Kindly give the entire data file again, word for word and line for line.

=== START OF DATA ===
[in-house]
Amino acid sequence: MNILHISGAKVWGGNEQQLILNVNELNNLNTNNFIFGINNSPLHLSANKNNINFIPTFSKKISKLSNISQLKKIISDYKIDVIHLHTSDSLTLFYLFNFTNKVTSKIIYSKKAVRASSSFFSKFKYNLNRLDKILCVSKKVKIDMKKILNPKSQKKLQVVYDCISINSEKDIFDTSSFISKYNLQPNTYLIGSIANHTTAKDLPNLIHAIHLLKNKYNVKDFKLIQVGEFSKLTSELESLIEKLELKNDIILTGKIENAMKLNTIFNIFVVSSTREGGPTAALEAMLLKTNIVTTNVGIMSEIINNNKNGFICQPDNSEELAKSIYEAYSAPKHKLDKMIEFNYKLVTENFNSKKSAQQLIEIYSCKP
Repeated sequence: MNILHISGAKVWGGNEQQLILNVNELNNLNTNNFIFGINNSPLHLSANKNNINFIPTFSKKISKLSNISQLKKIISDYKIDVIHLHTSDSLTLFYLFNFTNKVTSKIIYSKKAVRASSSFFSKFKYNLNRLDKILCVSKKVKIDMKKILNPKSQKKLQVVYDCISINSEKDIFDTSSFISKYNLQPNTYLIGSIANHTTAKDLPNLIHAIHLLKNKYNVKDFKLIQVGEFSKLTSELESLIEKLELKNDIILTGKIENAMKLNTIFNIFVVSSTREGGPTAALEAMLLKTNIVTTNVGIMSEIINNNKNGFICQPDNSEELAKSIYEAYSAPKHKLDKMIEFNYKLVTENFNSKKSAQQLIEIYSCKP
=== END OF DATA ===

[in-house]
Amino acid sequence: MNILHISGAKVWGGNEQQLILNVNELNNLNTNNFIFGINNSPLHLSANKNNINFIPTFSKKISKLSNISQLKKIISDYKIDVIHLHTSDSLTLFYLFNFTNKVTSKIIYSKKAVRASSSFFSKFKYNLNRLDKILCVSKKVKIDMKKILNPKSQKKLQVVYDCISINSEKDIFDTSSFISKYNLQPNTYLIGSIANHTTAKDLPNLIHAIHLLKNKYNVKDFKLIQVGEFSKLTSELESLIEKLELKNDIILTGKIENAMKLNTIFNIFVVSSTREGGPTAALEAMLLKTNIVTTNVGIMSEIINNNKNGFICQPDNSEELAKSIYEAYSAPKHKLDKMIEFNYKLVTENFNSKKSAQQLIEIYSCKP
Repeated sequence: MNILHISGAKVWGGNEQQLILNVNELNNLNTNNFIFGINNSPLHLSANKNNINFIPTFSKKISKLSNISQLKKIISDYKIDVIHLHTSDSLTLFYLFNFTNKVTSKIIYSKKAVRASSSFFSKFKYNLNRLDKILCVSKKVKIDMKKILNPKSQKKLQVVYDCISINSEKDIFDTSSFISKYNLQPNTYLIGSIANHTTAKDLPNLIHAIHLLKNKYNVKDFKLIQVGEFSKLTSELESLIEKLELKNDIILTGKIENAMKLNTIFNIFVVSSTREGGPTAALEAMLLKTNIVTTNVGIMSEIINNNKNGFICQPDNSEELAKSIYEAYSAPKHKLDKMIEFNYKLVTENFNSKKSAQQLIEIYSCKP